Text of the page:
A number of other Bradbury stories from The Illustrated Man were dramatized for radio, among them "Marionettes, Inc.," the aforementioned "The Veldt," and one of the most oft-dramatized of all SF stories on Old Time Radio, "Zero Hour."

Suspense was one of Old Time Radio's longest running thriller shows (1942-1962), and justly deserves the accolade of a "classic" radio show. It maintained high production values and drew some of Hollywood's greatest directors and actors over its twenty-year run, including Orson Welles, Alfred Hitchcock, Gene Kelly, Susan Hayward, Jimmy Stewart, and Cary Grant (who once remarked: "If I ever do any more radio work, I want to do it on Suspense, where I get a good chance to act."). Bernard Hermann, who early-on worked with Orson Welles in his Mercury Theater series (and who would go on to work with Hitchcock in films), composed many of the musical scores for Suspense. The show was billed as "radio's outstanding theater of thrills," and listeners soon came to anxiously await the show's introduction, which included the signature line, "We invite you to enjoy stories that keep you in .... SUSPENSE!"

While America listened to "Kaleidoscope" in the summer of 1955, SF fans were reading stories such as Eric Frank Russell's 1955 Hugo winning short story "Allamagoosa" (Astounding Science Fiction, May), and Charles Beaumont's short story "The Vanishing American" (The Magazine of Fantasy & Science Fiction, August). A few of the notable SF novels to appear in 1955 include Solar Lottery by Philip K. Dick, Earthman, Come Home by James Blish (the first published, but the third chronologically of the four titles in his classic Cities in Flight novels), and The Long Tomorrow by Leigh Brackett, one of Ray Bradbury's closest, dearest friends, and mentors.

[As a personal observation only, and for those who know their SF history, I put forth the proposition that Ray Bradbury's 1949 short story "Kaleidoscope" is an obvious precursor in general theme (if not scope) to the more famous and justly acclaimed Sir Arthur C. Clarke 1955 short story "The Star," from the November issue of Infinity Science Fiction (first issue 1955, last issue 1958). Clarke's "The Star" nailed "it," dead on, and deserves its rightful place as one of the most famous science fiction short stories of all time. But Bradbury, six years earlier, almost to the month, and on a much smaller scale--focusing as it does on the more personal, human element--nailed "it" just as assuredly.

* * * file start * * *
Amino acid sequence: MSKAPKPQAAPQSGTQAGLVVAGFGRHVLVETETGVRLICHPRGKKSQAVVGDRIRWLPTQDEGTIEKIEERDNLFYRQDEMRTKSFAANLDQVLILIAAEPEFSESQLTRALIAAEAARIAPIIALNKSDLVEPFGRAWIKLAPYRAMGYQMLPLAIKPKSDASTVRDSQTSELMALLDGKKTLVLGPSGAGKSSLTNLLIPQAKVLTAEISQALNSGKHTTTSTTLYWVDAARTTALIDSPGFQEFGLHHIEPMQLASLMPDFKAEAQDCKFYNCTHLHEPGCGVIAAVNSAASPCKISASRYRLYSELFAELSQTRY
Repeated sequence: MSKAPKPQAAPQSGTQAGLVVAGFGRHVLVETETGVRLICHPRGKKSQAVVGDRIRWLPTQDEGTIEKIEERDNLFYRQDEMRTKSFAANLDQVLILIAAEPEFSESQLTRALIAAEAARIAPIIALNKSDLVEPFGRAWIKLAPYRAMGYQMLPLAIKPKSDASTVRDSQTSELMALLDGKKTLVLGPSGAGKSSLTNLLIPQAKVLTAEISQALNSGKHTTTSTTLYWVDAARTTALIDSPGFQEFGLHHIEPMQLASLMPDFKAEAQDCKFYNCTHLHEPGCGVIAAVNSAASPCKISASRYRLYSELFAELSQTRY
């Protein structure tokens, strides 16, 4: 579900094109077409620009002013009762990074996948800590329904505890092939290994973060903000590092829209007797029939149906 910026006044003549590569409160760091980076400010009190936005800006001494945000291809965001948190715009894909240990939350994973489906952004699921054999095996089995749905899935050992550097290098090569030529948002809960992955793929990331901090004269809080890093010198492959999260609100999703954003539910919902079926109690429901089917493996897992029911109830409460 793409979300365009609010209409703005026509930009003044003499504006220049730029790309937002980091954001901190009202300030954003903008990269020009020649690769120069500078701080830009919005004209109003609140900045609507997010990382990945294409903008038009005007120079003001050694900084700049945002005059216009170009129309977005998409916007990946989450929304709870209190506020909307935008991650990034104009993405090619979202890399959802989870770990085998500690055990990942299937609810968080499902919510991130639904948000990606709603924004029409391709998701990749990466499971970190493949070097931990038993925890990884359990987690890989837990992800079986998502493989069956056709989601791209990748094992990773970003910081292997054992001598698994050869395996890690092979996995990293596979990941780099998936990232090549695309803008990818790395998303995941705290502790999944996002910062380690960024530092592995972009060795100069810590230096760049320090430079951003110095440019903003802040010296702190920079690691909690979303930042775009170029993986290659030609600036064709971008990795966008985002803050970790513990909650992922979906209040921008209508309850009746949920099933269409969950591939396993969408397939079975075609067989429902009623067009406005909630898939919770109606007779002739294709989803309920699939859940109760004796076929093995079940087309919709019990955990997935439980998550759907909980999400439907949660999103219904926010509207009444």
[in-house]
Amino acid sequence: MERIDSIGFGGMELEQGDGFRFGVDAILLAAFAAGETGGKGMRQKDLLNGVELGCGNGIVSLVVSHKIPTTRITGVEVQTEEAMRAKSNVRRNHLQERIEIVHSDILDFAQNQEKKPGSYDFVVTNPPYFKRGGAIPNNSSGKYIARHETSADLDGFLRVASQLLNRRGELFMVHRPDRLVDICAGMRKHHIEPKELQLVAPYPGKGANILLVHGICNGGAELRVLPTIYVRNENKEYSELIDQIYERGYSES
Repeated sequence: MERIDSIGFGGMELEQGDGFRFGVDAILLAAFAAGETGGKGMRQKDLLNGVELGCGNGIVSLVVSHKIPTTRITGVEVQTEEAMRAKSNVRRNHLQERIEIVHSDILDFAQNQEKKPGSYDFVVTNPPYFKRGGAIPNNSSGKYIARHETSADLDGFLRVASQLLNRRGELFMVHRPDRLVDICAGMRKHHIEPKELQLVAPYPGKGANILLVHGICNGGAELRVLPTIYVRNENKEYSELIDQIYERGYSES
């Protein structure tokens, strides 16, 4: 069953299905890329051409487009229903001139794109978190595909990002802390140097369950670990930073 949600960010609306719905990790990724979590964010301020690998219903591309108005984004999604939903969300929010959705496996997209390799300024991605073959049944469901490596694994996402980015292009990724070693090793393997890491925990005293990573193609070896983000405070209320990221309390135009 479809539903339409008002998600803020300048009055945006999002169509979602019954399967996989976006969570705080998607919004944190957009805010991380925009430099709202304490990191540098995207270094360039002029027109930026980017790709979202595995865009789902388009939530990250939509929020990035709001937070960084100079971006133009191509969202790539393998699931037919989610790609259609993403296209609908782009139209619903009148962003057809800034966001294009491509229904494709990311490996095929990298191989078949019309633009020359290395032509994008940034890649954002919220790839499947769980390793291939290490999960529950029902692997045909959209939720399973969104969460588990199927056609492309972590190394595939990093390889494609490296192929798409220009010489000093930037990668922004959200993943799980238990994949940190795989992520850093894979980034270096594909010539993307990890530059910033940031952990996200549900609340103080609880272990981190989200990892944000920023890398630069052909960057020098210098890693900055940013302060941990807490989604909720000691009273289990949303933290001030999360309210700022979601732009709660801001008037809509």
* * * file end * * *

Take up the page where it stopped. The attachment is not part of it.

Clarke's story envisions a dying sun (a supernova) from far, far away as viewed from Earth at the time of the birth of Christ, with its world-wide religious impact here on Earth. The final line of the story is iconic, one of a kind, a classic and unforgettable, and effective for its world-wide, historical, scope. It just doesn't get any better, at least from a non-religious perspective. 

Bradbury's story envisions a dying astronaut (flaming out on re-entry, appearing like a bright star to those on Earth who happen to see it) with an individual, human, impact on an innocent child, full of wonder, who is gazing at the night sky and imagining what it might be. The last line is also memorable and touching and no less effective for its smaller, individual scale. Religious implications are non-existent. 

Both stories, to all intents and purposes, have extraordinarily bright "stars" in the sky with unexpected, yet life-changing consequences on different levels. And oddly enough, and in their own way, both center around young children.]

Set aside, if you please, a few quiet minutes (whenever you can find them) to enjoy Ray Bradbury's poignant short story "Kaleidoscope," this sad but quietly uplifting human tale, superbly adapted for radio, well known to those familiar with Old Time Radio, and an OTR SF classic.

Play time: 23:32